Banned and Persecuted: Jehovah’s Witnesses at Ravensbrück Concentration Camp and in East Germany’s Prisons
This exhibition delves into the situation of the Jehovah’s Witnesses, who were imprisoned in the Nazi state, including at Ravensbrück Concentration Camp, and later also persecuted in East Germany. Heeding the words of the prophet Daniel (Daniel 3:17 et seq.), the Jehovah’s Witnesses did not try to escape imprisonment. They took it as a test of Jehovah’s will, and so the SS trusted them to work without guards in SS and private households, as well as on agricultural estates. As early as the 1920s, the Jehovah’s Witnesses were vilified by ethnonationalist and Nazi detractors as ‘Jewish Bolsheviks’, ‘traitors’, and ‘communists’. In East Germany, they were accused of cosmopolitanism, ‘boycott extremism’, and ‘espionage for the West’. Because the Jehovah’s Witnesses refused military and civilian service obligations due to their belief in strict political neutrality, many were tried and convicted in both East and West Germany.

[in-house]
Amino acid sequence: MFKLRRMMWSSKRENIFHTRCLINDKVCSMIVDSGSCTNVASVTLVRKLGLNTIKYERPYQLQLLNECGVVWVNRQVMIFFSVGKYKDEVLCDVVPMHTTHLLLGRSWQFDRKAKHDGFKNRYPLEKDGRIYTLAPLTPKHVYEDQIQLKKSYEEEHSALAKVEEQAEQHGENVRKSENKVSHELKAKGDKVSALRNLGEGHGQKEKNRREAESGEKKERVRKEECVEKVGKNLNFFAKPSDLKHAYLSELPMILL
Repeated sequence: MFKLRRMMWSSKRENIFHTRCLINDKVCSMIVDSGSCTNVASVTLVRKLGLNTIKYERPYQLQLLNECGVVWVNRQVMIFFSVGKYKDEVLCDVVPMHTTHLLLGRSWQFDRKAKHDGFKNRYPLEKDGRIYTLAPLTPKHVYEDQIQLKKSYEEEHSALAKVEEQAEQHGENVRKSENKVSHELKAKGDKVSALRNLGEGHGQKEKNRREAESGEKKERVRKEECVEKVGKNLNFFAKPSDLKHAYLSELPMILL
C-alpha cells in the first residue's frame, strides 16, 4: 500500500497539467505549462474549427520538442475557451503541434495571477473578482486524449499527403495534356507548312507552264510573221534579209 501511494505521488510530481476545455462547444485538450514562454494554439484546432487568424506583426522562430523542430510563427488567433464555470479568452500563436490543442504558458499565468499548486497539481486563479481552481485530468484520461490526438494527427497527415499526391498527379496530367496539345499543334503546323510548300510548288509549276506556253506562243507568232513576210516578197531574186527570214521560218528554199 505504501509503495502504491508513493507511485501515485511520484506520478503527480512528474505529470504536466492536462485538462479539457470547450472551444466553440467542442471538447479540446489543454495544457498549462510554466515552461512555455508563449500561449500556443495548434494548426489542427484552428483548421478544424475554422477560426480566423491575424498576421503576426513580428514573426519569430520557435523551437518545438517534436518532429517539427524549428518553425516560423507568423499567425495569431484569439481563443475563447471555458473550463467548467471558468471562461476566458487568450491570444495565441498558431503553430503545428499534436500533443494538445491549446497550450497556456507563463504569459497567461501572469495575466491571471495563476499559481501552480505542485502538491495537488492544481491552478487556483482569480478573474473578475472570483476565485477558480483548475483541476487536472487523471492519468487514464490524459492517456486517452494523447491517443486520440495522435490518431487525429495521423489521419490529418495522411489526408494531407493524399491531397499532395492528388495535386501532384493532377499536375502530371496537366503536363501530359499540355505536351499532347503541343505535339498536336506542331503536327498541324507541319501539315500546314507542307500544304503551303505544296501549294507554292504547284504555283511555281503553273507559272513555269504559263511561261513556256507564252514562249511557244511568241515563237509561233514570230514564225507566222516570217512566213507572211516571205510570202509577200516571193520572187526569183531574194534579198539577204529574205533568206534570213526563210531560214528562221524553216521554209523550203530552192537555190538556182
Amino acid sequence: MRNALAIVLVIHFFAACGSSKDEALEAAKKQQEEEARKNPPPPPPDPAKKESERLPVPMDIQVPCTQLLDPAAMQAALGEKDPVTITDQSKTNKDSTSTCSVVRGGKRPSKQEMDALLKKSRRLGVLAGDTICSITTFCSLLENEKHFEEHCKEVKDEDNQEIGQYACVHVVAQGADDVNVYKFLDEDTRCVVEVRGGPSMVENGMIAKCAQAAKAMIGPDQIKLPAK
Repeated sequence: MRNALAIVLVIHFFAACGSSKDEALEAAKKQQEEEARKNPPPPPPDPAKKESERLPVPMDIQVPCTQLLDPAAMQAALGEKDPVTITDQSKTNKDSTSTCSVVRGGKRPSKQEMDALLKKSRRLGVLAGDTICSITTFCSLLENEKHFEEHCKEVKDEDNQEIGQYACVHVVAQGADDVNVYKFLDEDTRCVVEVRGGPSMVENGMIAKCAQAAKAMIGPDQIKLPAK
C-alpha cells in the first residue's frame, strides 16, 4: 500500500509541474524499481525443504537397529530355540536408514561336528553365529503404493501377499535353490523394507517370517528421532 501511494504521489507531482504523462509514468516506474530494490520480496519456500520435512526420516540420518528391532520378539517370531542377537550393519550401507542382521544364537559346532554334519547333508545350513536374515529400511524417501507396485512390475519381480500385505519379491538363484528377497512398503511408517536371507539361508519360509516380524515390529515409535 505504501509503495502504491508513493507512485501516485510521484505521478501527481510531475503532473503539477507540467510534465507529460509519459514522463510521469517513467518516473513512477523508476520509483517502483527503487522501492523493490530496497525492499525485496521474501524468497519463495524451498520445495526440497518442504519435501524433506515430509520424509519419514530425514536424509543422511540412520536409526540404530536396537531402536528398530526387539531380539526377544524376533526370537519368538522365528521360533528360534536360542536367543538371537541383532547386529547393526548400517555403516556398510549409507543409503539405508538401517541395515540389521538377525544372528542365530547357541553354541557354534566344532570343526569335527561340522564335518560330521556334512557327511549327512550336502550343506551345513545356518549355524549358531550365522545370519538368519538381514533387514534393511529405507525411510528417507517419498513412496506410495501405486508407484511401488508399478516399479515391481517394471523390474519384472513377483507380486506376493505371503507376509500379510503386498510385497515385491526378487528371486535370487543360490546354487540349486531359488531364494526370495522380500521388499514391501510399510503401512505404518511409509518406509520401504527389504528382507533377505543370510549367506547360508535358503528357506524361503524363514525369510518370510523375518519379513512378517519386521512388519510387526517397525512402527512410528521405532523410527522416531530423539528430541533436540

In four chapters spread across sixteen panels, the exhibition looks at the Jehovah’s Witnesses and their persecution, before continuing on to the issue of reparations and today’s ways of commemorating their victims. The public can also visit tables that provide a closer look at the fate of six female and six male Jehovah’s Witnesses through additional documents and photos. The exhibition’s curators are Falk Bersch and Christl Wickert. The project was realised with financial support from Germany’s Federal Foundation for the Reappraisal of the SED Dictatorship and Brandenburg State’s Commissioner for Dealing with the Consequences of the Communist Dictatorship.
An exhibition by the Ravensbrück Memorial Museum in collaboration with Brandenburg State’s Commissioner for Dealing with the Consequences of the Communist Dictatorship (LAkD)